“We don’t have money to give to the Solidarity Fund.”
That was the unanimous view of Msunduzi’s council on Wednesday on receiving a circular from the South African Local Government Association (Salga) calling on councillors to make contributions to the Solidarity Fund.
“Councillors should pledge to contribute four percent annual increment for three months,” said Salga’s KZN director Sabelo Gwala.
Msunduzi councillors said they would not be making any contribution as they had not received any increments since their term started in 2016.
Apparently this came after the provincial Department of Co-operative Governance and Traditional Affairs (KZN Cogta) decided to withhold increments as a punishment for poor audit outcomes.
The ANC’s councillor Sphamandla Khumalo said Salga must leave Msunduzi out because they never received any increase to begin with. “In fact we should be receiving money from the Solidarity Fund because we’re so broke.”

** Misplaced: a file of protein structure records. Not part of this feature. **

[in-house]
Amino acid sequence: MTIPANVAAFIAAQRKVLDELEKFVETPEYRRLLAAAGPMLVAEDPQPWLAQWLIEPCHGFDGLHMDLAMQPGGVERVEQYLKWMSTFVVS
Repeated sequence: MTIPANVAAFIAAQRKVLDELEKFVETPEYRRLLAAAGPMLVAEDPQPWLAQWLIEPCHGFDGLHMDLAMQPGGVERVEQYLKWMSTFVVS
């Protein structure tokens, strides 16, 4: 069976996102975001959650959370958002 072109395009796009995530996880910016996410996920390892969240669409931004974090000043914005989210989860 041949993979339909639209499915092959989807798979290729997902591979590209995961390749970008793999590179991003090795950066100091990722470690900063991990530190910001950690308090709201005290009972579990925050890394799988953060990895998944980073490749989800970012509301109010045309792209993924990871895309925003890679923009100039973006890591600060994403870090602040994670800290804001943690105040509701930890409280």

Sandile Dlamini (ANC) said, “We are barely making ends meet as we speak because everything else is going up, but our salaries have not increased so we have no money to give to anyone”.
AIC’s Nomalady Dleya said “Our case is not normal. Why are we being punished as councillors? It’s unfortunate that as councillors we don’t have a union to fight for us.”
There was a debate on whether council should approach MEC for Cogta Sipho Hlomuka and ask him to consider giving them an increase this year, so that they could also contribute to the Solidarity Fund like other municipalities.
However, they eventually decided that if they were to get increases they would want to keep that money for themselves because they were also struggling financially.
“With my very low salary I don’t think I can contribute,” said Mohamed Salim Goga of Al Jama-Ah.
ACDP’s Rienus Niemand said the issue of salary increases was a sore point but Cogta was not going to reward poor performance. He said the contribution to the Solidarity Fund should not be forced on anyone.
Mayor Mzimkhulu Thebolla agreed with him, saying it was an individual choice, not just for councillors but also City employees and other stakeholders.
Council eventually agreed that there would be no establishment of a municipal solidarity fund.